Infographics: Problems and Opportunities

Claude AlmansiBy Claude Almansi
Editor, Accessibility Issues
ETCJ Associate Administrator

There seems to be a new infographic craze, particularly about education and social media. I had been vaguely aware of the term as an annoying pseudo-nerdy buzz word  for a while, when the Swiss satirical weekly Vigousse started running an “Infographie imbécile” (Dumb Infographic) on the last page of each issue in January 2010. For instance:

Screenshot of the Infographie Imbécile in N. 46 issue of Vigousse, with a link to its textual PDF From Vigousse N. 46, January 21, 2011.
©2010 Vigousse Sàrl .Reused by kind permission of the Editorial Board.
While most of the words can be understood by English speakers,
in French, “gag” means “joke,” and “rire jaune” = “to laugh from the wrong side of the mouth.”

Shortly after that January 2011 issue, the “Infographies imbéciles” stopped: possibly because the targeted newspapers got the message and soft-pedaled on infographics. Or maybe the editorial team of Vigousse got bored with doing them.

Infographics?

But what are infographics, actually? If you look up the word in Wikipedia, you get very sensibly redirected from http://en.wikipedia.org/wiki/Infographics to http://en.wikipedia.org/wiki/Information_graphics, which reminds us that:

…In prehistory, early humans created the first information graphics: cave paintings and later maps. Map-making began several millennia before writing, and the map at Çatalhöyük dates from around 7500 BCE. Later icons were used to keep records of cattle and stock. The Indians of Mesoamerica used imagery to depict the journeys of past generations. Illegible on their own, they served as a supportive element to memory and storytelling. …

Infographics as support are useful, indeed: in IFPI.ch’s  explanation of its “Game Over” pirate hunting operation, now deleted from its site but preserved in the Internet Archive, the “Comment traquer les pirates de musique” picture  helps us understand the previous verbal description of the spying technique used by IFPI.ch to get the IP addresses of people who download copyrighted music via P2P, so as to ransom them with the threat of a lawsuit. Similarly, the graphic of the Superintendent Trojan (commissioned in 2006 by the Swiss Federal Office of Communication to spy encrypted Skype conversations) in the Tools and sourcespage of Megapanzer.ch, the website of one of its authors, is a great help for nontechies who might be lost if they only had the preceding verbal description.

Other definition

On April 6, 2007, Dave Gray proposed a tentative definition of infographics in “What Is Infography?” (on the multi-author blog Infography):

…About a week ago I had an interesting conversation with Juan Velasco, Graphics editor of National Geographic, where we tried to answer some of these questions. It’s the beginning of a manifesto — can you help us make it better? WHAT IS AN INFOGRAPHIC? 1. It’s a visual explanation that helps you more easily understand, find or do something. 2. It’s visual, and when necessary, integrates words and pictures in a fluid, dynamic way. 3. It stands alone and is completely self-explanatory. 4. It reveals information that was formerly hidden or submerged. 5. It makes possible faster, more consistent understanding. 6. It’s universally understandable.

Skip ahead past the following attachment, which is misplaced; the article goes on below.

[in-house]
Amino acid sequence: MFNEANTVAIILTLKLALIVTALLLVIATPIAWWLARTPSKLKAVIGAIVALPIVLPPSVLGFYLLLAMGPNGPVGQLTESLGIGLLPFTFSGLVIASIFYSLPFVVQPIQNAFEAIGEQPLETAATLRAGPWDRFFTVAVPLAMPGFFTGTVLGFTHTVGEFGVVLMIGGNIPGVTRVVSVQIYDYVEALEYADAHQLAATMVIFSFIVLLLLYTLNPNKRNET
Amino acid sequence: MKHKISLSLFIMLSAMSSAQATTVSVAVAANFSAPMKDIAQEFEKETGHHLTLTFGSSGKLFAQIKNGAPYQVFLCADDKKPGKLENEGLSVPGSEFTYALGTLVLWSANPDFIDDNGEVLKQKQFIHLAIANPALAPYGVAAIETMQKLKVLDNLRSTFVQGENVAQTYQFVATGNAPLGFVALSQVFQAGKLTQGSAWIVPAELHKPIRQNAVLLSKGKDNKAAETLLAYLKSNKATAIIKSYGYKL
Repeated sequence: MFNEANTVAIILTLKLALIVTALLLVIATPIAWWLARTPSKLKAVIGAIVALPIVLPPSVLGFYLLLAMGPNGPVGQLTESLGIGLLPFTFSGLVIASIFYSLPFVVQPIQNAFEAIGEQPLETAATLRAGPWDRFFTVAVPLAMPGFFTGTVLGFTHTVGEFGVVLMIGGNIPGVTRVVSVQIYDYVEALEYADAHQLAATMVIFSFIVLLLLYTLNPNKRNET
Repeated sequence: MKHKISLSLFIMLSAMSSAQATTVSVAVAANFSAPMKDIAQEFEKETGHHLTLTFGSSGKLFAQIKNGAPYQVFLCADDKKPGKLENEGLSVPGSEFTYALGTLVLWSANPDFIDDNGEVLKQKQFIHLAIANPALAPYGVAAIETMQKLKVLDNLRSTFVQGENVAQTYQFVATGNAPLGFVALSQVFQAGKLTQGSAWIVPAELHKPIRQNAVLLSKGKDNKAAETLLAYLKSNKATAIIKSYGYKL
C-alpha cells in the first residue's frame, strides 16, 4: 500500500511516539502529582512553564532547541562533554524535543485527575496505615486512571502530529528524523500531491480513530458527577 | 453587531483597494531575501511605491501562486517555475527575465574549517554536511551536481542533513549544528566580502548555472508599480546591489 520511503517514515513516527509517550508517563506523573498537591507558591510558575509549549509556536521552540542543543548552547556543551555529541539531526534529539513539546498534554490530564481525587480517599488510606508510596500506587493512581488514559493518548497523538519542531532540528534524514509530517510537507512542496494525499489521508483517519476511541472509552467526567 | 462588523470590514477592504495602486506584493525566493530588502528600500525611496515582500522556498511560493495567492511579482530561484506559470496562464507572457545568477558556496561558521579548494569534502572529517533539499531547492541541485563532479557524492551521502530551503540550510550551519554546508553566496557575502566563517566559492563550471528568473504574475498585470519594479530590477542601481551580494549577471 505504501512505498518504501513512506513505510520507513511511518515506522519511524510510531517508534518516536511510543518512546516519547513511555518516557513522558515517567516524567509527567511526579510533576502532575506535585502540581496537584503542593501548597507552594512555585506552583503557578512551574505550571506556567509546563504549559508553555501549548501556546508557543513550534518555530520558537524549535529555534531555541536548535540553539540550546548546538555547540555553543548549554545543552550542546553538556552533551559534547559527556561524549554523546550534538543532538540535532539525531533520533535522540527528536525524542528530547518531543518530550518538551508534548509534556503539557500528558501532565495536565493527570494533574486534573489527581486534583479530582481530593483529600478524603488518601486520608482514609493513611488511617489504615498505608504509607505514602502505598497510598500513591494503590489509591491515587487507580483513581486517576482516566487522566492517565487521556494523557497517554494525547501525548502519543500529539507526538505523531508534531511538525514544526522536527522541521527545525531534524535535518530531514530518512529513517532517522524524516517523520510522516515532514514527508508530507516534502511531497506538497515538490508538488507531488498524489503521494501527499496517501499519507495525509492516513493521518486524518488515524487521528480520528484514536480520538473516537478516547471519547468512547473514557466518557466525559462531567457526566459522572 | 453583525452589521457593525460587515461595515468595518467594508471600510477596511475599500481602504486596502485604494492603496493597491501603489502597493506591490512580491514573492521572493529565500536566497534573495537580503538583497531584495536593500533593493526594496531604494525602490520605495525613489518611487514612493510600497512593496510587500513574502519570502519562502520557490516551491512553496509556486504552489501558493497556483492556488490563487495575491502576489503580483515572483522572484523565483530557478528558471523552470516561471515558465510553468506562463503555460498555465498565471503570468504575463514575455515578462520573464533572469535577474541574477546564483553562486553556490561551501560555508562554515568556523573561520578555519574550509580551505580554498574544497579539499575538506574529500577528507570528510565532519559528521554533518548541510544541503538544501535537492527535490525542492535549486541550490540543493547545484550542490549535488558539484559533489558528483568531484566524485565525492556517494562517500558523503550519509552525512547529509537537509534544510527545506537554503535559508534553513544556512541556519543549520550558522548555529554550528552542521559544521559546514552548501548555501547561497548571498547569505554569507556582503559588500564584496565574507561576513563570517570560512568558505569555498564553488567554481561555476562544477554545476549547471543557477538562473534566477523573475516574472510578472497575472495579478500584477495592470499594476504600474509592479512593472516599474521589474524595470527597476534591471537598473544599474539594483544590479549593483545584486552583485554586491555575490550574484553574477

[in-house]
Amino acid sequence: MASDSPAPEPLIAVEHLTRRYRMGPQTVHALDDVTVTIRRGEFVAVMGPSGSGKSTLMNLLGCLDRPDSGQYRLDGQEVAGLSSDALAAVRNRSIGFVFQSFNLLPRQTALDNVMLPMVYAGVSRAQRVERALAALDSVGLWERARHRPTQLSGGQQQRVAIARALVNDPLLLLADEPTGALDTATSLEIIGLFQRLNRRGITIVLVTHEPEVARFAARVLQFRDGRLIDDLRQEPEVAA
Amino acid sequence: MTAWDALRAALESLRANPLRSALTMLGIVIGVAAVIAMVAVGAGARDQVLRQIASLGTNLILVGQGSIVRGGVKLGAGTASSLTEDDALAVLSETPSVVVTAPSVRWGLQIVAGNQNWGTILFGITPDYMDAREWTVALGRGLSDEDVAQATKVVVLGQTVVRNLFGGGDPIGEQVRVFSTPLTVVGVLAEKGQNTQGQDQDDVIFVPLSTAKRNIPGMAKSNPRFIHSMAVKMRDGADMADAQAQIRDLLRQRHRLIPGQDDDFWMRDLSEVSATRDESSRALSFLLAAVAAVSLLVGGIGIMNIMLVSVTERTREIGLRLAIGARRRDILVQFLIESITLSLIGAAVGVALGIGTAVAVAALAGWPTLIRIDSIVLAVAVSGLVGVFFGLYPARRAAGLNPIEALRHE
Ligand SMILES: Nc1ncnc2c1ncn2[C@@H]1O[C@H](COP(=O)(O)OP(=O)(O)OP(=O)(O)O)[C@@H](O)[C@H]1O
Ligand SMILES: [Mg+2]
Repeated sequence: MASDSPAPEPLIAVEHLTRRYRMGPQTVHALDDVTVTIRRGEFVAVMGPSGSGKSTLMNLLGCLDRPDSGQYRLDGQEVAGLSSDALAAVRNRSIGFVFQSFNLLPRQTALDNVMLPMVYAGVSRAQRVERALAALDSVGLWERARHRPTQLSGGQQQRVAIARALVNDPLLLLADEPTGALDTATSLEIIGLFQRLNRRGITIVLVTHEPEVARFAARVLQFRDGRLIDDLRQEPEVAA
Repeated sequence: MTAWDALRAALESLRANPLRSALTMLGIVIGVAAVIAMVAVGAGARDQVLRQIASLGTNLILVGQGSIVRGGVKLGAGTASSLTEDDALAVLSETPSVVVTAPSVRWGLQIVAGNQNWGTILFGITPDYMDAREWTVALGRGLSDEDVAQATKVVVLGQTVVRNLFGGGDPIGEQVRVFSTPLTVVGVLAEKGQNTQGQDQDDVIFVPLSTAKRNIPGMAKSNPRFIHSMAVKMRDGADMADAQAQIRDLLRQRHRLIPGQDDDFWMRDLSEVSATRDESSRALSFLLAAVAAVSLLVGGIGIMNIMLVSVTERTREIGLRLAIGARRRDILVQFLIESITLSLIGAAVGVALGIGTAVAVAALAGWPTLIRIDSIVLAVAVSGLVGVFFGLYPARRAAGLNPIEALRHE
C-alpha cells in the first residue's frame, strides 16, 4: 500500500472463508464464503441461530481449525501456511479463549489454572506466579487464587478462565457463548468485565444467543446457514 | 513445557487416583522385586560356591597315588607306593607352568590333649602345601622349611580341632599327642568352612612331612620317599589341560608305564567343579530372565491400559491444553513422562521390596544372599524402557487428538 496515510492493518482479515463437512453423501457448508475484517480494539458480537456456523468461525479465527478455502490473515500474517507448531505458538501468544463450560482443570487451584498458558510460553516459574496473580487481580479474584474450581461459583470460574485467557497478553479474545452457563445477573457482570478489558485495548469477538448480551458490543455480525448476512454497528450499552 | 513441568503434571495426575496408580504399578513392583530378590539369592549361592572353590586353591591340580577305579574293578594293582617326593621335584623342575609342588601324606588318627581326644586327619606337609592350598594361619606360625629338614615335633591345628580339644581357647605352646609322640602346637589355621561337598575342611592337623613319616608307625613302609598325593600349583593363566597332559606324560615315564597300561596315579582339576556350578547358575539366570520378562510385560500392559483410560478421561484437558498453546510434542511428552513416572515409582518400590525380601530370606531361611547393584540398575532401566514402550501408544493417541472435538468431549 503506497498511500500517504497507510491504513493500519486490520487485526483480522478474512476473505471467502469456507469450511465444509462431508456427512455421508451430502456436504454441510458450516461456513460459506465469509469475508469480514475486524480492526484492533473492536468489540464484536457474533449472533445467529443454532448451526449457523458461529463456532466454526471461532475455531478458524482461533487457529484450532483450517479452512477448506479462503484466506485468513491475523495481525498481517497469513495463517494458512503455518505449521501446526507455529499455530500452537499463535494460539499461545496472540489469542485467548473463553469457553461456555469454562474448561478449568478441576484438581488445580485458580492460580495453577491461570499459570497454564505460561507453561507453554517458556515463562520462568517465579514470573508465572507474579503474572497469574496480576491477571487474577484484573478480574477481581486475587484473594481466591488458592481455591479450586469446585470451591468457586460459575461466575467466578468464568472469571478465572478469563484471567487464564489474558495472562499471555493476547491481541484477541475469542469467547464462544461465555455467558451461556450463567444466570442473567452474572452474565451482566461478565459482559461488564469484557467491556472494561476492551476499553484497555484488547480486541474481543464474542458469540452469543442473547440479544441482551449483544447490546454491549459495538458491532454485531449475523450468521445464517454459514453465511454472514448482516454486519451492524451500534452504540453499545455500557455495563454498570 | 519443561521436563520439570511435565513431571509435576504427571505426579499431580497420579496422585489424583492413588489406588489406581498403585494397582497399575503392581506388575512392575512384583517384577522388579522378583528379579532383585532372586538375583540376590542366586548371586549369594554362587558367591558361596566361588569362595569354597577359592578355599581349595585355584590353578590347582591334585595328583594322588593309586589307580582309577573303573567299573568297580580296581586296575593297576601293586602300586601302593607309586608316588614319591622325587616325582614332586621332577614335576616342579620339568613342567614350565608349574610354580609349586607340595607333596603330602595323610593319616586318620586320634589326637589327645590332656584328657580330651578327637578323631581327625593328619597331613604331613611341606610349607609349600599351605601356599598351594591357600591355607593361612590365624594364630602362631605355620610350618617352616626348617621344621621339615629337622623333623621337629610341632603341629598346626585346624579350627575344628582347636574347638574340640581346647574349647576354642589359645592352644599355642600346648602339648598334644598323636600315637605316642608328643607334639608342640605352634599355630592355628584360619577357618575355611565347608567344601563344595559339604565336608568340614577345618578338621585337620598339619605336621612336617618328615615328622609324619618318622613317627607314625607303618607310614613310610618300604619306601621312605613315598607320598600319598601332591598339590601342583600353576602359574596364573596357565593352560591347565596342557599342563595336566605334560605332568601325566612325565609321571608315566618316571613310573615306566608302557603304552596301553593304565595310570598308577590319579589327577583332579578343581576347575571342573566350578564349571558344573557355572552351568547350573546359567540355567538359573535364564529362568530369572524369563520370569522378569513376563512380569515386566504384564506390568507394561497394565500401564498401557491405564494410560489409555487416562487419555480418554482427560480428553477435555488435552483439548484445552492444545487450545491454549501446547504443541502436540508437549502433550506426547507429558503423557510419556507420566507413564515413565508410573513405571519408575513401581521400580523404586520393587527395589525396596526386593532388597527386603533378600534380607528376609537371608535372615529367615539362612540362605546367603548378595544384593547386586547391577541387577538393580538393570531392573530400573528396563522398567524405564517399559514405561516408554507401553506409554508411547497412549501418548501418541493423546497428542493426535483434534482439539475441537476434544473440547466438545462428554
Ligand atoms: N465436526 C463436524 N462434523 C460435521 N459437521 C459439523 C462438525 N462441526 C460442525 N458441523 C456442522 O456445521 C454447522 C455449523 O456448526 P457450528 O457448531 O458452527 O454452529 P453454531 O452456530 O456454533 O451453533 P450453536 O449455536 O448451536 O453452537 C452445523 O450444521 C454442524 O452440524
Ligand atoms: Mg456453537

As an amendable draft, this definition was innocuous. Unfortunately, it has since been taken up as Gospel by many people, as the 69 results of a Google search for Infographic + “It’s a visual explanation that helps you more easily understand, find or do something” show. This is where things went wrong.

  • Infographics that “integrate words” cannot be “universally understandable,” particularly if they are presented in image formats that cannot be computer-translated easily.
  • If such an infographic image is offered as something that “stands alone and is completely self-explanatory,” instead of as a support, it excludes blind people and cannot be indexed by search engines, unless it is provided with an alternative description attribute, which is rarely the case.
  • Even when sources are mentioned in an infographic image, links cannot be clicked.

But the main issue  is that real information and knowledge do not stand alone, but acquire their meaning in context. If something “stands alone and is completely self-explanatory,” it is not information or knowledge. It is authoritarian propaganda.

Examples

Vile but working

Unfortunately,  hate mongerers are often very efficient at making infographics that conform to Dave Gray’s definition. In 2007, the Swiss ultra-right-wing party, paradoxically named “Union Démocratique du Centre,” was campaigning for an initiativefor adding in the Swiss constitution articles that foresaw  the expulsion of foreigners who had committed crimes or illegally received welfare benefits. It produced this poster:

3 white sheep on a Swiss flag, kicking out a black sheep, with the slogan "Pour plus de sécurité" and the logo of the UDC party

Pour plus de sécurité = For more security

Of course, there was an outcry and attempts to retort. For instance, in the Italian-speaking part of Switzerland, people added stickers to the poster: